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* = Presenting author

P075 OCT4B1, a spliced variant of OCT4, is expressed in Inflammatory Bowel Disease

G. Karamanolis*1, M. Maragkoudaki2, A. Vaiopoulou3, G. Theodoropoulos4, M. Gazouli3

1Athens Medical School, Gastroenterology Unit, 2nd Surgical Department, Athens, Greece, 2"Aghia Sofia" Children's Hospital, University of Athens, Paediatric , Athens, Greece, 3Athens Medical School, 3Department of Basic Medical Sciences, Laboratory of Biology, Athens, Greece, 4Athens Medical School, First Propaedeutic Surgical Department, Athens, Greece

Background

OCT4, a POU-domain transcription factor is considered to be a key factor in maintaining the pluripotency of stem cells. Several OCT4 isoforms are differentially expressed in human pluripotent and non-pluripotent cells. Aim of our study was to identify the presence of developmentally early cells in both peripheral blood and intestinal tissue from patients with Crohn's disease (CD) and ulcerative colitis (UC).

Methods

Both blood and tissue samples were collected from 17 patients with active CD and 13 UC, as well as form 4 healthy individuals. Total RNA was extracted and cDNA was prepared. OCT4 expression and isoform determination were documented by reverse transcription-PCR and real-time PCR. SOX-2 expression levels were also examined by real-time PCR. The isoforms expressed in the studied cases were confirmed by sequencing.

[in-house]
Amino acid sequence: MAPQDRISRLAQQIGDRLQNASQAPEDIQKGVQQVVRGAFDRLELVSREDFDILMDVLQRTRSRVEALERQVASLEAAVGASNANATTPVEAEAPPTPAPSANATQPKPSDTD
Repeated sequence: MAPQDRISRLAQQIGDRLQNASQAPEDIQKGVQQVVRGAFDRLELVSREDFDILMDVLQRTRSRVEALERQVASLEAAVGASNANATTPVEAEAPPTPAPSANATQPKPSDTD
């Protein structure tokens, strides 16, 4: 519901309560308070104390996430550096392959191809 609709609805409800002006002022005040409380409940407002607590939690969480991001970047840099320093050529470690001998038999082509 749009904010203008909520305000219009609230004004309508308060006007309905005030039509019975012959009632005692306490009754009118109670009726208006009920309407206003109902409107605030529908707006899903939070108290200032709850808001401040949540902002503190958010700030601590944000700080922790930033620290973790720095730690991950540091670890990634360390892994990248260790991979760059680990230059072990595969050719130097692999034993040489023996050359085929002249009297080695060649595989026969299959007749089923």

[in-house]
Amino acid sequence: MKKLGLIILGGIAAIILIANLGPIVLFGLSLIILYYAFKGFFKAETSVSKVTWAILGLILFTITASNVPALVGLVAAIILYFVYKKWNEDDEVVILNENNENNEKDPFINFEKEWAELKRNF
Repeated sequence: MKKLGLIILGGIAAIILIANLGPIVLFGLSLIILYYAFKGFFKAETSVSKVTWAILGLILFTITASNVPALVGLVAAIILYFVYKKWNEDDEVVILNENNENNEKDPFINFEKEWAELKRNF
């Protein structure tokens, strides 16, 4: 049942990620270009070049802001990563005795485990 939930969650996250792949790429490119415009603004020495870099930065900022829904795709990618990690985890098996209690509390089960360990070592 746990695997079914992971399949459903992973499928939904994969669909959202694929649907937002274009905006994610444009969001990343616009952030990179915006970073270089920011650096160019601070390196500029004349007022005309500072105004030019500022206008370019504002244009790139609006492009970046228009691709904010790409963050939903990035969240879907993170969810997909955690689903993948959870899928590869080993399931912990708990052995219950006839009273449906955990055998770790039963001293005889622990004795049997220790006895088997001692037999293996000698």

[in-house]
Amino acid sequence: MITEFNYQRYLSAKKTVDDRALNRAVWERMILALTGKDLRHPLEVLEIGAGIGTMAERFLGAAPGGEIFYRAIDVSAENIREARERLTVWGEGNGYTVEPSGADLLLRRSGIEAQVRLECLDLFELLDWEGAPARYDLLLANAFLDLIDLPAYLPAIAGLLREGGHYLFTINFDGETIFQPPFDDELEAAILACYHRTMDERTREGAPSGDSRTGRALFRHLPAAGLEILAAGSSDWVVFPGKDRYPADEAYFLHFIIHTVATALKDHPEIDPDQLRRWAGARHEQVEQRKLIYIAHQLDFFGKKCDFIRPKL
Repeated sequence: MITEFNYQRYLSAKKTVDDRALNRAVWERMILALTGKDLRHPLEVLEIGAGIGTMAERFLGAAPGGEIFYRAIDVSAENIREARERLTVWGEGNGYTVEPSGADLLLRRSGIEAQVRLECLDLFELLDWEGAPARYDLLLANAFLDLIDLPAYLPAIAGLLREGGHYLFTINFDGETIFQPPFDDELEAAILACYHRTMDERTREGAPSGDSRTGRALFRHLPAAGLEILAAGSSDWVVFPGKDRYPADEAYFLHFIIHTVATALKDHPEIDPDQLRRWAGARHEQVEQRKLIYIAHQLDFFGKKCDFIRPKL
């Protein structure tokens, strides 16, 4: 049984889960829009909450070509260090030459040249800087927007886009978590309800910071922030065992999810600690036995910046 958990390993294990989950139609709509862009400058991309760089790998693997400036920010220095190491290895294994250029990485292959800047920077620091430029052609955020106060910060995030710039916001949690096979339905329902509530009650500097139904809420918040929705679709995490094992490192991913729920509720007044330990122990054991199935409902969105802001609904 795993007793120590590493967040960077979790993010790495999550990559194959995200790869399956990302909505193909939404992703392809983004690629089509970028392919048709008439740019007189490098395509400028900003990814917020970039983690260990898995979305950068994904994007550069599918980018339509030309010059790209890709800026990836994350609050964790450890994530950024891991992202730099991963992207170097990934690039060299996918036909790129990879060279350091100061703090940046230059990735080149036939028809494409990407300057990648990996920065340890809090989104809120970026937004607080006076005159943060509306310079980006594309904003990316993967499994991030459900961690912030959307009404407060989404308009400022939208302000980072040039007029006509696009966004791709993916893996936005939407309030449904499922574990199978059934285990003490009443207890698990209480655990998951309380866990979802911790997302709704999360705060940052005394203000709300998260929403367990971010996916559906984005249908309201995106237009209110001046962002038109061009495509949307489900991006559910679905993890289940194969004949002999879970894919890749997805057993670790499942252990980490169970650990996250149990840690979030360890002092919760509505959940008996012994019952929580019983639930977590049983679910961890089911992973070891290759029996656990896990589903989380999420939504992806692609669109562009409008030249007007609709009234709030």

Results

In all samples, OCT4B1 isoform was expressed. OCT4B1 expression levels were higher in blood samples from CD and UC. More specifically, in blood samples OCT4B1 was expressed 6.87 ± 1.94-fold greater in CD and 3.37 ± 0.53-fold greater in UC compared with healthy controls. Similar Results were obtained in tissues samples, also. On the other hand, the mRNA levels of SOX2 were found slightly increased compared to healthy controls, in both blood and tissue samples of CD patients only.

Conclusion

Our Results are in agreement with previous studies, showing that OCT4 is expressed in peripheral blood in patients with CD. Developmentally early cells, such as hematopoietic stem progenitor cells (HSPCs), mesenchymal stem cells (MSCs), endothelial progenitor cells (EPCs), and very small embryonic-like stem cells (VSELs), are mobilized into peripheral blood in response to tissue/organ injury, suggesting a role of these cells in repair of damaged intestinal tract.